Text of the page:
12. 7 China of the Tourists: Women and the Grand Tour of the Middle Kingdom, 1878–1923
    (pp. 113-130)
    Julia Kuehn

    This chapter looks at women travellers in China between the late 1870s and the early 1920s. Beginning with the two earliest, and probably most famous, journeys of Victorian women in the Middle Kingdom — those of Isabella Bird and Constance Cumming — the essay poses the question of whether their journeys served as more prescriptive itineraries for later women travellers and, in fact, established the frameworks of what we could call a Grand Tour of China.

    The chapter focuses on female travellers of both British and American nationality. Given that the period under investigation is characterised by an increased assertion of women’s...

  13. 8 Ruins in the Jungle: Nature and Narrative
    (pp. 131-140)
    Douglas Kerr

    When W. Somerset Maugham, ‘in a far island away down in the South East of the Malay Archipelago’, encountered a great cockatoo which stared at him, his first instinct was to look about for the cage from which it must have escaped.¹ In the jungle, he says, he never quite got over his surprise at seeing at liberty birds and beasts whose natural habitation seemed to him a Zoological Garden. Maugham’s little joke is a rather late instance of a trope that had been a nineteenth-century commonplace, a differentiation between Europe and the Orient that expressed itself in the opposition...

  14. 9 Forbidden Journeys to China and Beyond with the Odd Couple: Ella Maillart and Peter Fleming
    (pp. 141-148)
    Maureen Mulligan

    Forbidden Journey: From Peking to Kashmir by Ella Maillart (1937)¹ and News from Tartary by Peter Fleming (1936) demand to be read in parallel, as they offer a unique opportunity to consider the perspectives of a Swiss woman and an Englishman who undertook a journey together to a part of the world that was off-limits to Westerners. Ella ‘Kini’ Maillart travelled as an accredited journalist for a French newspaper, Le Petit Parisien, and Peter Fleming was at that time special travel correspondent for The Times. Their route, through China, India and Tibet, involved crossing the Gobi Desert, and their aim...

  15. 10 Kawakami Otojiro’s Trip to the West and Taiwan at the Turn of the Twentieth Century
    (pp. 149-162)
    Yukari Yoshihara

    At the turn of the twentieth century, Japan was placed in the contradictory position of being both at the periphery of global Western hegemony and itself at the metropolitan centre of a colonial empire. This essay examines Otojiro Kawakami, one of the founders of Japanese modern theatre, and his travels to the West and to Taiwan under Japanese colonial rule; and it analyses them as cases testifying to the complexities surrounding Japan’s geopolitical role during this period.

    Models which set a European metropolitan centre against Asian colonial peripheries, in their simple forms, cannot be applied to Japanese travel writing. In...

  16. 11 Shaking the Buddhas: Lafcadio Hearn in Japan, 1890–1904
    (pp. 163-178)
    David Taylor

    Out of the East, Lafcadio Hearn’s 1895 collection, has the significant subtitle ‘Reveries and Studies in New Japan’, and yet despite the apparently upbeat emphasis on a contemporary scene, the work’s principal urgency is an admiration of Japan’s past. The volume contains ‘The Red Bridal’, a tale of a romantic double suicide based on fact with a developing agricultural village as its background, and giving a version of Oriental pastoral impinged on by Westernising modernity:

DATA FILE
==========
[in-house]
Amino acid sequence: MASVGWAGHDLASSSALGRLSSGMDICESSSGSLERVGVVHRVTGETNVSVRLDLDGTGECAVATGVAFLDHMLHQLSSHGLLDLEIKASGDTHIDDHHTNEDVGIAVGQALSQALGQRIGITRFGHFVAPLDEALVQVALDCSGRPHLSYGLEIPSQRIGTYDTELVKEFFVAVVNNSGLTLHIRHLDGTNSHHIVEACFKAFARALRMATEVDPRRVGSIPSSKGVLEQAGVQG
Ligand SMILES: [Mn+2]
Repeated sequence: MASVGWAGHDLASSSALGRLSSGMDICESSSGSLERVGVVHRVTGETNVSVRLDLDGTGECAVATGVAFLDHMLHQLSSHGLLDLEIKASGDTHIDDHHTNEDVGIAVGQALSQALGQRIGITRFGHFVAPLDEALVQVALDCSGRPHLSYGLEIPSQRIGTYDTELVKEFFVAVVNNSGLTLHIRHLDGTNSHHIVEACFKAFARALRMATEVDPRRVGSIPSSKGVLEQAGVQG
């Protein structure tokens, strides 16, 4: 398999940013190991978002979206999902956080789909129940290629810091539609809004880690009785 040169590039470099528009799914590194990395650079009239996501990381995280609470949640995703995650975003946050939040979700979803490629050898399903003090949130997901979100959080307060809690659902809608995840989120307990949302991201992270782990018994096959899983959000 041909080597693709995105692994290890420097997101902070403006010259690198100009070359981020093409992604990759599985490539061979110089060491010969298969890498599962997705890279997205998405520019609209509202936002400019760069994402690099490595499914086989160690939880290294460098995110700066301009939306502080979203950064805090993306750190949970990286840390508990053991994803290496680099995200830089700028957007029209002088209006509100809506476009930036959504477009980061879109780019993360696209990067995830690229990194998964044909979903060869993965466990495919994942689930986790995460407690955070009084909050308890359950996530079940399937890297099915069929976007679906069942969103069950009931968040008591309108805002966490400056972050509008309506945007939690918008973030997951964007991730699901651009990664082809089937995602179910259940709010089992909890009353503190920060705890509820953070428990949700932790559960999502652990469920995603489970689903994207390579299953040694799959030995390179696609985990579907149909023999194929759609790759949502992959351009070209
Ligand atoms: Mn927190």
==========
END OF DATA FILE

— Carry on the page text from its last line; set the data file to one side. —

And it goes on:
Strange tall men with red hair and beards — foreigners from the West — came down into the valley with a great multitude of Japanese laborers, and...

  17. 12 ‘Chambres d’Asie, chambres d’ailleurs’: Nicole-Lise Bernheim’s ‘Vertical Travels’ in Asia
    (pp. 179-192)
    Katy Hindson

    Traveller, writer, novelist and journalist, the late Nicole-Lise Bernheim (1942–2003) left a diverse body of work which reveals her passion for travel. This author’s work ranges from journalistic reportages for newspapers such as Le Monde, L’Express and Le Matin, to production work for French radio station France-Culture. However it is two of Bernheim’s récits de voyage which are of interest here, namely Chambres d’ailleurs (1986) and Saisons japonaises (1999). These texts, which evoke her experiences of travel and travel-indwelling in Japan, Hong Kong, Sri Lanka, Taiwan, Singapore and India, allow an exploration of the way in which the writing...

  18. 13 World Journey of My Heart and Homestay in the World: Travel Programming and Contemporary Japanese Culture
    (pp. 193-208)
    Mark Meli

    People all over the world who appreciate literature are familiar with the travel journals of the Japanese haiku poet Bashō, and maybe with the tradition of earlier wandering waka poets like the Buddhist priests Saigyō and Nōin. This older tradition of literary and religious travel in Japan has been well documented in academic as well as popular discussions of the country, by both Japanese and non-Japanese. Furthermore, as early as the seventeenth century, European visitors such as Engelbert Kaempher noticed the great Japanese fascination with travel. Kaempher, when making the trek from Nagasaki to Edo in order to pay homage...

  19. 14 After the Bubble: Post-Imperial Tokyo
    (pp. 209-228)
    Steve Clark

    Tokyo is too big to be contained, or even rendered intelligible, through conventional techniques of representation. A population of over 14 million, on a narrow definition, rises to 28 million on a fairly conservative estimate within a radius of thirty miles; and if the Kanto and Kansai conurbations down to Hiroshima are regarded as a continuous urban mass on Honshu, its overall size would approach 70 to 80 million.¹ It is tempting to invoke Paolo Soleri’s thesis, in ‘Arcology’, that the city and nature, rather than being opposites, will increasingly be contained within a single integrated structure, or Constantin Doxiadis’s...

  20. Notes
    (pp. 229-264)
  21. References
    (pp. 265-270)
  22. Index
    (pp. 271-276)